For these skill groups I'm showcasing in this post, they are short.  Sometimes just 5 or 10 minutes.  Maybe 15 minutes.  So I can fit way more groups in than the old school guided reading groups. (Yes, I continued to do reading groups with decodable texts.  That blog post is coming next....hang tight!)


My main focus for small group time when I was in kinder was during their center time.  The teacher I was long term subbing for used traditional kinder centers.  I pulled during that time and I didn't just pull one group per center.  I just called a group back and moved on through the groups, switching centers with my timer, not based on when I finished a group.  


Other kinder teachers had the kids on a class set of Chromebooks doing independent interventions while they pulled.  


The other **fabulous** thing about data driven groups is because they were so short, I was able to meet with them throughout the day, not just during centers.  If I had it together one morning and finished attendance early, I could pull a skill group or oral language group during morning work.  I pulled a group or two during snack time.  Or while kids were finishing up their writing work.  Any part of my literacy block where I had a "free" minute where I didn't need to walk around and monitor kids, I could pull groups.


So, in this sample class, I have a total of 14 skill groups.  Like I mentioned before, these are not all of the skills or intervention groups I would have.  This is just a sample!  Once I make it through all 14 groups, I start back over and do it over again.  


On average, I would say I had about 20 or so literacy skill groups in my kinder class and was able to get through all groups at least once a week.  But that doesn't mean I only met with each kid once a week.  In my sample class we've been using, that would mean that my highest kid, "William" would be met with twice a rotation for just these skills and my lowest kid, "Cooper" would be met with 7 times per rotation for just these skills.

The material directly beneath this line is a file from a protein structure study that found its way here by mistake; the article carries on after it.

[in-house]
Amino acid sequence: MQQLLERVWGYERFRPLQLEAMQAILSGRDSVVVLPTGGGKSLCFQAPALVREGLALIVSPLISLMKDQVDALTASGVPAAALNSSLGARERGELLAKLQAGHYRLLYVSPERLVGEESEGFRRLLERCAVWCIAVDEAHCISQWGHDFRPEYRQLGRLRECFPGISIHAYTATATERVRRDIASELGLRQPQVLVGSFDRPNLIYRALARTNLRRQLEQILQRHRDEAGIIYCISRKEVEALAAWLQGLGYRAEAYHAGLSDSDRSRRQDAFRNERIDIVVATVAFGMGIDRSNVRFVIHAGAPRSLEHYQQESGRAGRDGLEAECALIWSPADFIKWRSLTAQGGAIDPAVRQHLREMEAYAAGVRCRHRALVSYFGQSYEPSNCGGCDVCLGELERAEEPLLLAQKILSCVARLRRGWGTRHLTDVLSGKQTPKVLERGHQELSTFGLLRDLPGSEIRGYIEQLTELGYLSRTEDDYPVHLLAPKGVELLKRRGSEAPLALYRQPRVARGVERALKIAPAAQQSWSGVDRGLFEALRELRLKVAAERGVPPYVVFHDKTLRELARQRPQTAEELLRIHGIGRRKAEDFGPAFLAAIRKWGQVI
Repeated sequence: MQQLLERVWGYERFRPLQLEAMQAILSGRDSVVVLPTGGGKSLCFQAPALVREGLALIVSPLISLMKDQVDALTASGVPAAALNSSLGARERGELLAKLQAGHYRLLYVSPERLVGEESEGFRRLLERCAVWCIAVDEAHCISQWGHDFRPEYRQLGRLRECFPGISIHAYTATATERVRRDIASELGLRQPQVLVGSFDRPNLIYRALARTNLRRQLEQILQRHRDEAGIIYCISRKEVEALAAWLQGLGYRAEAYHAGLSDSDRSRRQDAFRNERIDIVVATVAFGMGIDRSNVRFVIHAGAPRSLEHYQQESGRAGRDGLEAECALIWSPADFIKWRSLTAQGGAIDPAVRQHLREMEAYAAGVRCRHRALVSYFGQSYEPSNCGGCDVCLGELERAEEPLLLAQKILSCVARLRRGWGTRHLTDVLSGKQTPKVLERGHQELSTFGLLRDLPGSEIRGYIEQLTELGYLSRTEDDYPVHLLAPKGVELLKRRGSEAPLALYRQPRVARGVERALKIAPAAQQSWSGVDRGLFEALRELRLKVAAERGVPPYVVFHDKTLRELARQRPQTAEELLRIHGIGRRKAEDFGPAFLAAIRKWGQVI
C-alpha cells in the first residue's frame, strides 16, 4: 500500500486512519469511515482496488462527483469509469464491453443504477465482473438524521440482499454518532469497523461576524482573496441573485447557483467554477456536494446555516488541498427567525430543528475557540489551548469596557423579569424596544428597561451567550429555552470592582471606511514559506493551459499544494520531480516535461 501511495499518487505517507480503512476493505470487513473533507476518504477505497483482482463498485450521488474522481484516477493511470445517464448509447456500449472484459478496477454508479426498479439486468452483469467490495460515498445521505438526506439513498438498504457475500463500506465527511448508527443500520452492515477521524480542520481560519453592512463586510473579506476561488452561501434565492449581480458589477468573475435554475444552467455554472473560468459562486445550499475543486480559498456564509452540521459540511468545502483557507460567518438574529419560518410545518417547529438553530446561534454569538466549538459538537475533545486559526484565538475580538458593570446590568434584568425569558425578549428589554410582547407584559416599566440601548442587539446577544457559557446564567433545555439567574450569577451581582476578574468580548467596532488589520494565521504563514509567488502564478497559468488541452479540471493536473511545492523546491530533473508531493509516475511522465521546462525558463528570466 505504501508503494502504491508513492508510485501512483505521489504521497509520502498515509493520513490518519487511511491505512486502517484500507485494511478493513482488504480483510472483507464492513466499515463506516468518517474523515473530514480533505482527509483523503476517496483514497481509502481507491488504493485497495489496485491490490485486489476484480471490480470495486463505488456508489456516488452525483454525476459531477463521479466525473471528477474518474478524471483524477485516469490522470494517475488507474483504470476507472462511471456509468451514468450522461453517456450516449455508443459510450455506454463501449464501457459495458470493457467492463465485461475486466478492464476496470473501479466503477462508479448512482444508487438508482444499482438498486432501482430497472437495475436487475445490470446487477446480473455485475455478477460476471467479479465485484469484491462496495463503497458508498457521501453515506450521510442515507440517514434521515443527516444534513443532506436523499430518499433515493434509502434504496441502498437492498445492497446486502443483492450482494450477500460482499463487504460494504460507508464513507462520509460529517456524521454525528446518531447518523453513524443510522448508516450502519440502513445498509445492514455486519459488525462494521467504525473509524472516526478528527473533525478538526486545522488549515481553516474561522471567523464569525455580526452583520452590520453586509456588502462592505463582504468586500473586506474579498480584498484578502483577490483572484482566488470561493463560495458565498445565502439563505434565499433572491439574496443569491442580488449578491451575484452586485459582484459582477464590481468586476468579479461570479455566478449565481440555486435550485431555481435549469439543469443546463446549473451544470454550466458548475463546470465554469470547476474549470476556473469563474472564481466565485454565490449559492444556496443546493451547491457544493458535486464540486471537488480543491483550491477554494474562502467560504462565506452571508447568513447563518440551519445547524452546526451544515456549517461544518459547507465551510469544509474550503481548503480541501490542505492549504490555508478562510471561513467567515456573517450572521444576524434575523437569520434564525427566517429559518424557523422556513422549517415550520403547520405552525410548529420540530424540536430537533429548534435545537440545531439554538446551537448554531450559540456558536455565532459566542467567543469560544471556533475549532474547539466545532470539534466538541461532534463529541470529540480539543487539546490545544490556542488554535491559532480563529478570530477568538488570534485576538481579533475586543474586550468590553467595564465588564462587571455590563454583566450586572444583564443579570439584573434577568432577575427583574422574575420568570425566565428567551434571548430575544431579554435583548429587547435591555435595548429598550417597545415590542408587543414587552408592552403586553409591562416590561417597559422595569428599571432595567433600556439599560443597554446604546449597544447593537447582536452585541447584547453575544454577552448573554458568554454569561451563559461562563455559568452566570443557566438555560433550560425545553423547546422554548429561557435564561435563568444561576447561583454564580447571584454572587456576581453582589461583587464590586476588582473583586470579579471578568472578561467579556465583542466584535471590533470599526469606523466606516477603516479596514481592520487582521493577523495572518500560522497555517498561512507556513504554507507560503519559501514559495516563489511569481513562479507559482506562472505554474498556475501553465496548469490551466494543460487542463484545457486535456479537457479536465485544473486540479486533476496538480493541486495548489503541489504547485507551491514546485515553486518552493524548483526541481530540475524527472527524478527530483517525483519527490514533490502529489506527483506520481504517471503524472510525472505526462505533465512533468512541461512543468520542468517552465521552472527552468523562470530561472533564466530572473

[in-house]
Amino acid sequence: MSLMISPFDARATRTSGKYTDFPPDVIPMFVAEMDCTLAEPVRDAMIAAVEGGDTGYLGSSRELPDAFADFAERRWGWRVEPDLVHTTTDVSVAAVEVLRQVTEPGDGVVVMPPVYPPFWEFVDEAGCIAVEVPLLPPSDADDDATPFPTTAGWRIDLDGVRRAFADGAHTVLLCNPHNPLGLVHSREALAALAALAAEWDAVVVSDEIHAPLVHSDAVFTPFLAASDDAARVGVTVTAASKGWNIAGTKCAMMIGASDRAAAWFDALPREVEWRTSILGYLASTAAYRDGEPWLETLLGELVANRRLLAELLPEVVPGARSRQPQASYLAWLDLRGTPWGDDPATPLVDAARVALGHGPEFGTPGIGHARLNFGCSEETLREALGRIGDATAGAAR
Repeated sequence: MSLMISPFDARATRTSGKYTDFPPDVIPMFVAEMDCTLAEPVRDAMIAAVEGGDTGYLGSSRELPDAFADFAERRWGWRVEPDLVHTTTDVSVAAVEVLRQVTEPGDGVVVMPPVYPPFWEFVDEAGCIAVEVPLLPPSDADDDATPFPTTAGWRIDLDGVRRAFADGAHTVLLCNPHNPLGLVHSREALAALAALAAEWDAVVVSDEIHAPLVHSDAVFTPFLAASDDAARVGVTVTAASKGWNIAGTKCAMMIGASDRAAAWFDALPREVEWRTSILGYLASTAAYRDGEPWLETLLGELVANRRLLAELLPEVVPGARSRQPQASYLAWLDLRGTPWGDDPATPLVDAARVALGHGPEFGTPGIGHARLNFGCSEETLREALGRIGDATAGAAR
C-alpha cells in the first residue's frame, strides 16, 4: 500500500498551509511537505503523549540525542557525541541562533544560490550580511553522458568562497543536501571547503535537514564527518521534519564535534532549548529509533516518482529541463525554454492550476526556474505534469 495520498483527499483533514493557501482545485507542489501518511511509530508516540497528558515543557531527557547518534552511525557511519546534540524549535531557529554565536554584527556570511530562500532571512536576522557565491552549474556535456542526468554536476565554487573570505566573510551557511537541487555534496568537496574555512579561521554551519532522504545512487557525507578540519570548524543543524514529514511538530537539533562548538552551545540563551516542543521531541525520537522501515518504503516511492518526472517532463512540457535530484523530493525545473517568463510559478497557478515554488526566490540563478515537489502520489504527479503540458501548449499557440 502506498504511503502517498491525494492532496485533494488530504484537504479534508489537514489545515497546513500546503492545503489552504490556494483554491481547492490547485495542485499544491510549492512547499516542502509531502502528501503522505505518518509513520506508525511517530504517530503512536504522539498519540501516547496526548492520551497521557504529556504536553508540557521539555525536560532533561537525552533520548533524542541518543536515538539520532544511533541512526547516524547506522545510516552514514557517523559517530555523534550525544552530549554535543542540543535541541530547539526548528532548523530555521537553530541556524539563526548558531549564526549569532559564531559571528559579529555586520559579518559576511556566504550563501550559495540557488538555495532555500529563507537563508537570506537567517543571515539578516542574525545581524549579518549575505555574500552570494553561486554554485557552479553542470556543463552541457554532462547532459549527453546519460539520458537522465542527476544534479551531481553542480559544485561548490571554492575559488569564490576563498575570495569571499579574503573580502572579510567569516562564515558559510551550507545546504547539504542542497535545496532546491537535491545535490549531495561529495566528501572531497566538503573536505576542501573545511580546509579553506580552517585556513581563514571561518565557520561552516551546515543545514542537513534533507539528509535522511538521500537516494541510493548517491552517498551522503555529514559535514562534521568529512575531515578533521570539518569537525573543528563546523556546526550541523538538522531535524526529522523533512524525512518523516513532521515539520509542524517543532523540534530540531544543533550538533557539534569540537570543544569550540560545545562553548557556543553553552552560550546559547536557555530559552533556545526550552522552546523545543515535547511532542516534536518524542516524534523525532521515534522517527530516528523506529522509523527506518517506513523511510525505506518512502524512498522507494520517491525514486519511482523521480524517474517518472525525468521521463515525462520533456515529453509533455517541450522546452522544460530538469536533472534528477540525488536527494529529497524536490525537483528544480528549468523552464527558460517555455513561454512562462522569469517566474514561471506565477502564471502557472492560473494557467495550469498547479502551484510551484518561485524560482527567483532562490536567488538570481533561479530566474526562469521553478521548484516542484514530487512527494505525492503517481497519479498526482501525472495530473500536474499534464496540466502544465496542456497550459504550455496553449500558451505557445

Want to use all the Data Driven Binder Organizational Things??  You can find them here!




Okay.  Whoah.  That was a TON of info.  Maybe more than I initially intended to share.  Have I convinced you to make the switch yet?  What questions do you still have?  Drop your questions in the comments and let's keep the conversation going!


And next up on the blog, we'll be talking about using decodable texts as a reading group!



 For 10 years, I built a balanced literacy classroom with an emphasis on guided reading.  I worked hard to master the art of intentional small groups, knowing each of my kids levels, their strengths and weaknesses, and whipping out a new guided reading schedule in my sleep.


And after 10 years, I had it down pat for the most part.  Doing guided reading was in my blood.  I believed in it because we saw growth in students.   It was what I knew how to do...and I was good at it.


And then I went through my first science of reading training and realized the guided reading model wasn't evidence based.  The Fountas and Pinnel levelized readers were not facilitating decoding.  They were encouraging kids to use context and pictures to guess unknown words.  This was a HUGE mind blow and mental shift for me.  


But when I really sat down to reflect, I realized that while some kids were growing, others just weren't.  Many of my babies would progress to a level C and just get stuck and never move on.  


There were other problems with it too.  I would have a full group of level G kids, but half of them struggled reading the text and the other help needed comprehension work.  So, I was having to split my instructional focus because I didn't want to have to split them into two separate groups...because of TIME.